It is worth noting that even under this strategy, individual NATO member states can still engage non-NATO post-Soviet republics on a bilateral level. Turkey does this with both Georgia and Azerbaijan in pursuit of defense coordination. In theory, nothing prevents the United States or its allies from using force to protect a non-NATO state. Of course, it remains highly unlikely that Washington would undertake such action in places like Ukraine and the South Caucasus, even in the context of present tensions with Russia. The United States must be straightforward and honest with aspiring NATO participants about their prospects for full alliance membership. These countries can then better negotiate their relationships with Russia and the West based on a more accurate assessment of their futures.
NATO enlargement is not the only path to overstretch. Currently, officials in Washington and some European states are debating providing weapons for the Ukrainian government in its battle with Russia and Kremlin-backed insurgents. The United States should respect the concerns of its treaty allies when exploring other external policies in addition to alliance expansion. The Ukraine conflict is significant to the liberal international order crafted by the United States in the wake of World War II. However, the dispute bears more immediate and practical importance to European countries, some of which object to supplying Ukraine with weapons, owing to their geographic proximity to the conflict zone and extensive economic ties with Russia.
Why do all of these reforms matter? Why should the United States and its allies endeavor to rescue an organization like NATO?
The dissolution of the Soviet Union and the collapse of its network of satellite states in Eastern Europe removed the most obvious reason for NATO’s existence. However, one factor ensures that the alliance will continue to serve a purpose, regardless of whether or not threats emerge from external actors like Russia or foreign terrorism: Europe’s own violent history.
For nearly seven decades, NATO has held much European continent in a state of suspended animation, as far as security issues are concerned. Lord Ismay, the alliance’s inaugural secretary general famously quipped that NATO existed, “to keep the Russians out, the Americans in, and the Germans down.”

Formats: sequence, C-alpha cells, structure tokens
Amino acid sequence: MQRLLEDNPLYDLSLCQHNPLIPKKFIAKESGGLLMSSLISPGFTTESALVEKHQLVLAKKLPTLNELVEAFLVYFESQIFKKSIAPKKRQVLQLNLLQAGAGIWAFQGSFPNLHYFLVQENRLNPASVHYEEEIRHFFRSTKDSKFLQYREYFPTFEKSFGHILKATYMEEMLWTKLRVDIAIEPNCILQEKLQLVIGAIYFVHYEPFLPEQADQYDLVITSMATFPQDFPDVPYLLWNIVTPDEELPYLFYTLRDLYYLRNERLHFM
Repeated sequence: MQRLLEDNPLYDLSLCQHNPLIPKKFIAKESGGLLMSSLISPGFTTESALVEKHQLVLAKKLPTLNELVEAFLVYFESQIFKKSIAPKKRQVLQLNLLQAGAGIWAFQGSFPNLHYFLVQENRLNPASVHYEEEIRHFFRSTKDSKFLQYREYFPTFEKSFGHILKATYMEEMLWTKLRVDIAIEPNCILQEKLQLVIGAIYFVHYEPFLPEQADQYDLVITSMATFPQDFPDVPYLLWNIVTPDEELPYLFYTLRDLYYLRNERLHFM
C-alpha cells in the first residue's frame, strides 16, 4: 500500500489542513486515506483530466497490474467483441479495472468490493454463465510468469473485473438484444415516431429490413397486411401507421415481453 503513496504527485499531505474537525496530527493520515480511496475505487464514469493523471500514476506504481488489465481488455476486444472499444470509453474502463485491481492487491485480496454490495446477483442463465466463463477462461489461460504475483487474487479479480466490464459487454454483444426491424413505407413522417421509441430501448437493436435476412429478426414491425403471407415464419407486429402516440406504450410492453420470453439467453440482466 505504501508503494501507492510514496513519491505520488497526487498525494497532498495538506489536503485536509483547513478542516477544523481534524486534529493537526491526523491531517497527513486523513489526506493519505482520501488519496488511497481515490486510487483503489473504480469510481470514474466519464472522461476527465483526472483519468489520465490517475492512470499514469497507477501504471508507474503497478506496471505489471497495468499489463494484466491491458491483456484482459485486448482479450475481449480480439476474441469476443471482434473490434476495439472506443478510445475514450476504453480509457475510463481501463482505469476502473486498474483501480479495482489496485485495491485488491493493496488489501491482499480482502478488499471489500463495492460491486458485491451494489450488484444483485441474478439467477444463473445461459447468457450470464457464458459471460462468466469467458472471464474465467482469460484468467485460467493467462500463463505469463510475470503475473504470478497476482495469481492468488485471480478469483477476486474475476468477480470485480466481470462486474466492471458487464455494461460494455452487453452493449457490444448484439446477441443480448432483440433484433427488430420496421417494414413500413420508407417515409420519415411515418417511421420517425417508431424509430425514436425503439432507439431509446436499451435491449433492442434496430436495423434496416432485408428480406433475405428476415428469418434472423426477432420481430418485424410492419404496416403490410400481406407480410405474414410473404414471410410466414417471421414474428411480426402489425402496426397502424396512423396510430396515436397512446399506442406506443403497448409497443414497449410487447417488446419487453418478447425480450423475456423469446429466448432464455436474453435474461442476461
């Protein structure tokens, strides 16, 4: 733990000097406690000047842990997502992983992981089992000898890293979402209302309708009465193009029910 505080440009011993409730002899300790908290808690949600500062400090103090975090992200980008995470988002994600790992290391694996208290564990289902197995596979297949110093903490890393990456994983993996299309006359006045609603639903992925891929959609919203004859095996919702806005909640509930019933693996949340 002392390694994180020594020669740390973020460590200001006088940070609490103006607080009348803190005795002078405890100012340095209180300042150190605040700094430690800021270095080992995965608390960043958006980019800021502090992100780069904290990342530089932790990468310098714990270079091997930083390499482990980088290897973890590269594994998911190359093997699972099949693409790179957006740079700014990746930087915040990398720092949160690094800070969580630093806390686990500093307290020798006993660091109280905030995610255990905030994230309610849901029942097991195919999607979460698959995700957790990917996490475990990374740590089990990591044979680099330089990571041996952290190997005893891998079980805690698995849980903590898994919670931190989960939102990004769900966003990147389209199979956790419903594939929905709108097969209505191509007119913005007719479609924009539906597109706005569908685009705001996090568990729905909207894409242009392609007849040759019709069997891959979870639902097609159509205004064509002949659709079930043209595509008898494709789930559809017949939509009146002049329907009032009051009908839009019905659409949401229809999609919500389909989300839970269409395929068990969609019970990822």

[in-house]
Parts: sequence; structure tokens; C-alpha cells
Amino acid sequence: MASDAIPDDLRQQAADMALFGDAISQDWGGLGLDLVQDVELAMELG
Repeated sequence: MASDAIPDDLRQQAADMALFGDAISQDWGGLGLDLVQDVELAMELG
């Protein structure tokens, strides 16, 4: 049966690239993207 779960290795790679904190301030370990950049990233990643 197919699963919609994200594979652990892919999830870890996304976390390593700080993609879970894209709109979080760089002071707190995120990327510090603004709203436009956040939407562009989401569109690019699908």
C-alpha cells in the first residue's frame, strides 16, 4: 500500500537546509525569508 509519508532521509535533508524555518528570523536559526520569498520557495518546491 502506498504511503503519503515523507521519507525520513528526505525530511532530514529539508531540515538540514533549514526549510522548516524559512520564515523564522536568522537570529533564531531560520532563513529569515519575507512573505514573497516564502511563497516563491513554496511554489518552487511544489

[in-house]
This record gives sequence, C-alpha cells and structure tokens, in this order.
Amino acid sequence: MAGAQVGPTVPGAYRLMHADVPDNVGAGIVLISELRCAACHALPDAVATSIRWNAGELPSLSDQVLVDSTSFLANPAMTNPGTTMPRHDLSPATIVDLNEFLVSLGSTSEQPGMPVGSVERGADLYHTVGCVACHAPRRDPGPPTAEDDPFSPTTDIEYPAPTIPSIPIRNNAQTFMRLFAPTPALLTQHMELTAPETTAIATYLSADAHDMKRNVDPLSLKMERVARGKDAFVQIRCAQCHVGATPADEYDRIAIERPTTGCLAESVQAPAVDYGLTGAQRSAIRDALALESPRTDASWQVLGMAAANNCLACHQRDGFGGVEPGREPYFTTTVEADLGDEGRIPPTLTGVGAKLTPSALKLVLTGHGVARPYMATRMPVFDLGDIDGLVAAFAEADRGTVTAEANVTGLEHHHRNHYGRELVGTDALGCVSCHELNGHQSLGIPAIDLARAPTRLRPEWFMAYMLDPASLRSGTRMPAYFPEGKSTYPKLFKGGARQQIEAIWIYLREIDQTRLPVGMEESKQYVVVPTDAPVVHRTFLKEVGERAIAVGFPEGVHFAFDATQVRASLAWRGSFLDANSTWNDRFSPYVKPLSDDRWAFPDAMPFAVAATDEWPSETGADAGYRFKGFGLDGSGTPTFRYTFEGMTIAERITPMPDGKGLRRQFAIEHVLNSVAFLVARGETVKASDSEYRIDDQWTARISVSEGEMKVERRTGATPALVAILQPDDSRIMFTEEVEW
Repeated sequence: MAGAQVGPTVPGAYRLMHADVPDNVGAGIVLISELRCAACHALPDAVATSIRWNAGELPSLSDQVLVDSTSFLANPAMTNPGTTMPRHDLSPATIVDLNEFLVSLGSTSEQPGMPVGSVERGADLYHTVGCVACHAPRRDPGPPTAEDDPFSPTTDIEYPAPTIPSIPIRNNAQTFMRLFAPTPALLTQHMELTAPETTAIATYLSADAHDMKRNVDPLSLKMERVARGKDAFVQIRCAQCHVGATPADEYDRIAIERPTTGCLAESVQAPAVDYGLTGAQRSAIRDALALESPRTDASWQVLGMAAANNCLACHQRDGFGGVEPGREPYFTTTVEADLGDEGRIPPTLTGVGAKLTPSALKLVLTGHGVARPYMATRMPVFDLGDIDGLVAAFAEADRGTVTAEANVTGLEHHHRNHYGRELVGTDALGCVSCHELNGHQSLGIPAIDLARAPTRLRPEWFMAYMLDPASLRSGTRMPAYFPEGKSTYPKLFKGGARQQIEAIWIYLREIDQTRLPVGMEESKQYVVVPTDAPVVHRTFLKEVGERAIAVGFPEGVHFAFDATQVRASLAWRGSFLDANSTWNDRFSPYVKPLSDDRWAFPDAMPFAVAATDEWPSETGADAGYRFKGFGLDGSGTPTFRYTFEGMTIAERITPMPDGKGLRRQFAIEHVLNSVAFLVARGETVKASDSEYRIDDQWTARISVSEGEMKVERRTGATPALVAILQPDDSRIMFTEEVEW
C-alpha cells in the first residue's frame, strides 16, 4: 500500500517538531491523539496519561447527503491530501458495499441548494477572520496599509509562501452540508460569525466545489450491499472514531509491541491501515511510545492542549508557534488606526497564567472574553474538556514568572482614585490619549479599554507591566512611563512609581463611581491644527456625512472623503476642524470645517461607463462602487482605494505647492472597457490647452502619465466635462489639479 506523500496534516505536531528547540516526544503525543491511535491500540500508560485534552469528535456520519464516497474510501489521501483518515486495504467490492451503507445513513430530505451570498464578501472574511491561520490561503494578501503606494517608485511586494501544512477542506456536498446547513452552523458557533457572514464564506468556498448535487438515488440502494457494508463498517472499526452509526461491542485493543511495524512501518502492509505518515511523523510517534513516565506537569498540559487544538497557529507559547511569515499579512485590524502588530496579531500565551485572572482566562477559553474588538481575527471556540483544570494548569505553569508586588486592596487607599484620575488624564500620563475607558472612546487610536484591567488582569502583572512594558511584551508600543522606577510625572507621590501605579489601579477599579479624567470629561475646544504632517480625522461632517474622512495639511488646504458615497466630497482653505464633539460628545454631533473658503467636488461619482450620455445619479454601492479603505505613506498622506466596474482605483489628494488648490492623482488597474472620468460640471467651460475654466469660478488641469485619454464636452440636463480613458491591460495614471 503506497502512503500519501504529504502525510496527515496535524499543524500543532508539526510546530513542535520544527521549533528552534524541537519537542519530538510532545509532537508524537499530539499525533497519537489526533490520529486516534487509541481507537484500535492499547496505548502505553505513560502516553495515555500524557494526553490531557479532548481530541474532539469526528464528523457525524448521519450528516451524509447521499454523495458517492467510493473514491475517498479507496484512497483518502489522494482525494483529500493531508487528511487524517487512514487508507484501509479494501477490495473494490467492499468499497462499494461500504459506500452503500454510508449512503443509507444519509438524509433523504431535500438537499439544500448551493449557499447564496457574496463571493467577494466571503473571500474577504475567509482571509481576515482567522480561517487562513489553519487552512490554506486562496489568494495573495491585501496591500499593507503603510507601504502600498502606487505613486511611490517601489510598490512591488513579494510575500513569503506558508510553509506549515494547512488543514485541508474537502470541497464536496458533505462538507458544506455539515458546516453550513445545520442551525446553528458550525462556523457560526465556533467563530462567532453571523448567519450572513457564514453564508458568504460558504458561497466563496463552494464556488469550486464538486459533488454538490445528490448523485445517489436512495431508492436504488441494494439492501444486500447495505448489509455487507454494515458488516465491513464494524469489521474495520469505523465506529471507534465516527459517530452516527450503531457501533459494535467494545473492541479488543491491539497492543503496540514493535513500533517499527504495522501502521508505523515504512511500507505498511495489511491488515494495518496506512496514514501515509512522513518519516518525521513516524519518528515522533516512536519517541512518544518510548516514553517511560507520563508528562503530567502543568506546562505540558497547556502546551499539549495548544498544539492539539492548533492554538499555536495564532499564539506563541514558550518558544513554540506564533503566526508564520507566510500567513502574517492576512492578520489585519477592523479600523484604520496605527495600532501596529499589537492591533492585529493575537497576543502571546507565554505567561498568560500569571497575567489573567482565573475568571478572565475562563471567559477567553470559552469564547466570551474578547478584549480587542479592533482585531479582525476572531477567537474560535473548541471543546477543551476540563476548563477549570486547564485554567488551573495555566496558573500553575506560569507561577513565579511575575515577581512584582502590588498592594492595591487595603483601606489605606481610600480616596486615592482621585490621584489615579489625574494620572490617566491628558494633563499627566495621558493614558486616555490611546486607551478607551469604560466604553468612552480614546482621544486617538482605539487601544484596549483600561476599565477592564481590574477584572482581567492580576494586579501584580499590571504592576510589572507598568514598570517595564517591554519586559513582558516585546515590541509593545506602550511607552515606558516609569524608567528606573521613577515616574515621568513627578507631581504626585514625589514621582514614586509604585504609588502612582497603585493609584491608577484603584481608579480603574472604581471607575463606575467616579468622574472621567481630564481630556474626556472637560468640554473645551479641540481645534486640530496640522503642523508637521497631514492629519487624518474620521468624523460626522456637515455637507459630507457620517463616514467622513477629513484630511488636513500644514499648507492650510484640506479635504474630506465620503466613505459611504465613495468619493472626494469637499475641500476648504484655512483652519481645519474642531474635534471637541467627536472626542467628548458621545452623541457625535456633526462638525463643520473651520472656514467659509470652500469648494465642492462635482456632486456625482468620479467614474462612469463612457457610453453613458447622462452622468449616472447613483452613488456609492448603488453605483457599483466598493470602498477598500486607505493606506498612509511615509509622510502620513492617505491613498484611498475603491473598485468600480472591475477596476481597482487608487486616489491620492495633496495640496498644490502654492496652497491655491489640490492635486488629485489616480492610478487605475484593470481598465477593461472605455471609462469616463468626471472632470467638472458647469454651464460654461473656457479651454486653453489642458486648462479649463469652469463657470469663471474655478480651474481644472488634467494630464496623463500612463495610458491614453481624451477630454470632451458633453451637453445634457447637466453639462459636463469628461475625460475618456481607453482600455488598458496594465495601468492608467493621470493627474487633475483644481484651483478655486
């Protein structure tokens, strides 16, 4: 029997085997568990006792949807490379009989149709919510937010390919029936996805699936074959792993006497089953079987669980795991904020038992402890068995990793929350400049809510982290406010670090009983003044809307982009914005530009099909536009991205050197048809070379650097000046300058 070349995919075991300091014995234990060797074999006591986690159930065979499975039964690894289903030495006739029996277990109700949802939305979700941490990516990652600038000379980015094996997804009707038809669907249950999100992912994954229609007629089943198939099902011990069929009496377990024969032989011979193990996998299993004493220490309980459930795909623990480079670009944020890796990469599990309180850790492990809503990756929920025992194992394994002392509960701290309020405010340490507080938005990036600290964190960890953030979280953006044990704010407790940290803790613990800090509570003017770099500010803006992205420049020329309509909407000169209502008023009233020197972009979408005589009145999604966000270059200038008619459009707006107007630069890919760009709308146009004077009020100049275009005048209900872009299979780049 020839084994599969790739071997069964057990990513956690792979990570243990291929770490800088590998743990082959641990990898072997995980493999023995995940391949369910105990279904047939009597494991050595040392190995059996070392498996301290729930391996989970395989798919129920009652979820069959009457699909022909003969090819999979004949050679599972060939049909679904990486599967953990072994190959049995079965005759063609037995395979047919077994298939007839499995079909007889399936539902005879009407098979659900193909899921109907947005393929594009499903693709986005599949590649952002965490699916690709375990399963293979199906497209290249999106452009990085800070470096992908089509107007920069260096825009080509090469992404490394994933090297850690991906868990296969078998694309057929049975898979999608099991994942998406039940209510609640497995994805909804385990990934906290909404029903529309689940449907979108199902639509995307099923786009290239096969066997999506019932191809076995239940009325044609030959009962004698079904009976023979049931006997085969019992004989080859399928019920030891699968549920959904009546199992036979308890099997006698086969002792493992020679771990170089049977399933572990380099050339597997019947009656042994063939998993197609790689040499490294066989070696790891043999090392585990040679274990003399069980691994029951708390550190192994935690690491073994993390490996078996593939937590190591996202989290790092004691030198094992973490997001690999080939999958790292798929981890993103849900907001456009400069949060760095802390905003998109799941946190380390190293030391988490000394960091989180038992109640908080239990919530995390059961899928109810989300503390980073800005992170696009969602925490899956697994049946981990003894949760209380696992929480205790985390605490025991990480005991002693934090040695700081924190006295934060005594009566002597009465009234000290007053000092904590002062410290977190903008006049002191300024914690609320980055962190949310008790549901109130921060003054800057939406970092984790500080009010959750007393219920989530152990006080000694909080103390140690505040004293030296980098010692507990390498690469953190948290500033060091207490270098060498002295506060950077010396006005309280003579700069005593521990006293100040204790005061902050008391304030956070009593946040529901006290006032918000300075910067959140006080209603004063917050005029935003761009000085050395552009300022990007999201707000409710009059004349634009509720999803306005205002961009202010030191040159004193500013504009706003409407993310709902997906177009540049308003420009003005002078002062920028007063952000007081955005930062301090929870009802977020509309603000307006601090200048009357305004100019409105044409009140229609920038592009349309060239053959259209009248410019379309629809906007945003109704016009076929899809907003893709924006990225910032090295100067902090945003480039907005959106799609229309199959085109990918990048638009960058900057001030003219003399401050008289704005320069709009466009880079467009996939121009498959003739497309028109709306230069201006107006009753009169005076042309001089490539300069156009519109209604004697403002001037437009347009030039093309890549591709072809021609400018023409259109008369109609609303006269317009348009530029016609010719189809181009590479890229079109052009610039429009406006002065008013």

As this suggests, NATO emerged as much because of lasting memories as from future external threats. By embedding almost all of Europe in a unified security architecture, powers that warred for centuries like France, Spain, Germany, Italy, and the United Kingdom have no incentive to fight one another. Turkey, the perennial Muslim bogeyman at the gates of Christian Europe, is now tied to the continent’s security as a NATO member. This relationship (save a month-long spat with Greece over non-member Cyprus in 1974) continues to defy historic animosities, surviving political instability in Turkey and turmoil on the country’s frontiers.
Failure on the part of the United States and its allies failed to defend a fellow NATO member from outside attack would discredit the alliance as a collective defense apparatus. Not only would this invite outside actors to future (apparently consequence-free) incursions, countries might also leave NATO. In the organization’s absence, former member states would be subjected to new security pressures and might form new coalitions. Within a generation or two, Europe could be home to an array of hostile alliances, as exist in other regions like the Asia-Pacific and the Middle East, and in Europe itself at other points in history. As a bloc, the European Union (whose membership largely overlaps with NATO) is the world’s largest economy and China’s largest export market. This means that any major conflict in Europe would reverberate far beyond the continent and impact Western and non-Western states alike.
Viewing NATO solely as a Cold War era-relic used by a Russophobic Europe to extort U.S. support, as many critics do, implies a very narrow reading of history. After all, the only member state to ever invoke the North Atlantic Treaty’s collective security clause was not European and the move was not directed against Moscow: the country was the United States, and the impetus was the September 11 terrorist attacks.
NATO will not outlive its purpose: relations with Russia, nearby Middle Eastern countries, and relevant non-state actors may evolve, but peace and security are timeless values. However, the staying power of NATO’s founding principles is no guarantee that the alliance will endure. The United States must live up to its treaty obligations and ensure the integrity of the NATO alliance before it looks beyond the organization’s boundaries. Only in this way can NATO survive to meet the challenges of the 21st century.
Evan Gottesman is an editorial intern at The National Interest. You can follow him on Twitter at @EvanGottesman.